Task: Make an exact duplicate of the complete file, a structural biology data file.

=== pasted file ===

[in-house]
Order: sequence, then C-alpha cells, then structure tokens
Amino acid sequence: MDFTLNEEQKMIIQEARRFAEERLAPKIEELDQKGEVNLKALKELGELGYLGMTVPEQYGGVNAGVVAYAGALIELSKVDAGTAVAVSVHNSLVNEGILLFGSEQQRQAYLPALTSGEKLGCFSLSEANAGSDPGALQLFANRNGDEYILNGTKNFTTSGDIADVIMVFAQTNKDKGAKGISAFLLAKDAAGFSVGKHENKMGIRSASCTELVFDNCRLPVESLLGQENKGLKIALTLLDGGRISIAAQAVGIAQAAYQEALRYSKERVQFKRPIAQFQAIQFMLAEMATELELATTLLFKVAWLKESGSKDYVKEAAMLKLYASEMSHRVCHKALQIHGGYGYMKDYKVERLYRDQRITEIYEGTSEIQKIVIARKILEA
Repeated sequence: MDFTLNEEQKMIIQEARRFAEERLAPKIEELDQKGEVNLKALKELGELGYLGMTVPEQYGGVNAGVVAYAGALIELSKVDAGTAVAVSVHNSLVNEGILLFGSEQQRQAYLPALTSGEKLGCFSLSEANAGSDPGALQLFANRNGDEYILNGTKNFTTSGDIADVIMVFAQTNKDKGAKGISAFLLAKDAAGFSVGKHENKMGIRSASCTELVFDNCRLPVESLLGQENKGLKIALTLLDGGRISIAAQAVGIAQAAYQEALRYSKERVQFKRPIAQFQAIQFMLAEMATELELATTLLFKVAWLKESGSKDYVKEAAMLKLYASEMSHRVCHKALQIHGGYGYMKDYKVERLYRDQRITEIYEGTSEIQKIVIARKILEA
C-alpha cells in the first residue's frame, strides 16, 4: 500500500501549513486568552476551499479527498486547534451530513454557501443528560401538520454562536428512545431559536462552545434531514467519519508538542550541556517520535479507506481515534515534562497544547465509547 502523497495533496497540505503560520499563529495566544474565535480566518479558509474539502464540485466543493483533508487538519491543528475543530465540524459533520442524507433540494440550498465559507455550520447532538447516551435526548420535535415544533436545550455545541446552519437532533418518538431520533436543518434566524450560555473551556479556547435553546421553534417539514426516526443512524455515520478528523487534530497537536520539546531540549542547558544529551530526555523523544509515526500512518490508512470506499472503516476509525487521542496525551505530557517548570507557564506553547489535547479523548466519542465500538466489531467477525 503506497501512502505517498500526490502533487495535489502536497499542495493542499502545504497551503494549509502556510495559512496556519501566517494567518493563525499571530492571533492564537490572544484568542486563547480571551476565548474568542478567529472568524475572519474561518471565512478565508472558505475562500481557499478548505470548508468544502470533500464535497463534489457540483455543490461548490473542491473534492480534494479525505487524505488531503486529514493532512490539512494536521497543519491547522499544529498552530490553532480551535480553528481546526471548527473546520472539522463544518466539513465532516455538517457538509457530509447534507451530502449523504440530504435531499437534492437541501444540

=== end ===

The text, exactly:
[in-house]
Order: sequence, then C-alpha cells, then structure tokens
Amino acid sequence: MDFTLNEEQKMIIQEARRFAEERLAPKIEELDQKGEVNLKALKELGELGYLGMTVPEQYGGVNAGVVAYAGALIELSKVDAGTAVAVSVHNSLVNEGILLFGSEQQRQAYLPALTSGEKLGCFSLSEANAGSDPGALQLFANRNGDEYILNGTKNFTTSGDIADVIMVFAQTNKDKGAKGISAFLLAKDAAGFSVGKHENKMGIRSASCTELVFDNCRLPVESLLGQENKGLKIALTLLDGGRISIAAQAVGIAQAAYQEALRYSKERVQFKRPIAQFQAIQFMLAEMATELELATTLLFKVAWLKESGSKDYVKEAAMLKLYASEMSHRVCHKALQIHGGYGYMKDYKVERLYRDQRITEIYEGTSEIQKIVIARKILEA
Repeated sequence: MDFTLNEEQKMIIQEARRFAEERLAPKIEELDQKGEVNLKALKELGELGYLGMTVPEQYGGVNAGVVAYAGALIELSKVDAGTAVAVSVHNSLVNEGILLFGSEQQRQAYLPALTSGEKLGCFSLSEANAGSDPGALQLFANRNGDEYILNGTKNFTTSGDIADVIMVFAQTNKDKGAKGISAFLLAKDAAGFSVGKHENKMGIRSASCTELVFDNCRLPVESLLGQENKGLKIALTLLDGGRISIAAQAVGIAQAAYQEALRYSKERVQFKRPIAQFQAIQFMLAEMATELELATTLLFKVAWLKESGSKDYVKEAAMLKLYASEMSHRVCHKALQIHGGYGYMKDYKVERLYRDQRITEIYEGTSEIQKIVIARKILEA
C-alpha cells in the first residue's frame, strides 16, 4: 500500500501549513486568552476551499479527498486547534451530513454557501443528560401538520454562536428512545431559536462552545434531514467519519508538542550541556517520535479507506481515534515534562497544547465509547 502523497495533496497540505503560520499563529495566544474565535480566518479558509474539502464540485466543493483533508487538519491543528475543530465540524459533520442524507433540494440550498465559507455550520447532538447516551435526548420535535415544533436545550455545541446552519437532533418518538431520533436543518434566524450560555473551556479556547435553546421553534417539514426516526443512524455515520478528523487534530497537536520539546531540549542547558544529551530526555523523544509515526500512518490508512470506499472503516476509525487521542496525551505530557517548570507557564506553547489535547479523548466519542465500538466489531467477525 503506497501512502505517498500526490502533487495535489502536497499542495493542499502545504497551503494549509502556510495559512496556519501566517494567518493563525499571530492571533492564537490572544484568542486563547480571551476565548474568542478567529472568524475572519474561518471565512478565508472558505475562500481557499478548505470548508468544502470533500464535497463534489457540483455543490461548490473542491473534492480534494479525505487524505488531503486529514493532512490539512494536521497543519491547522499544529498552530490553532480551535480553528481546526471548527473546520472539522463544518466539513465532516455538517457538509457530509447534507451530502449523504440530504435531499437534492437541501444540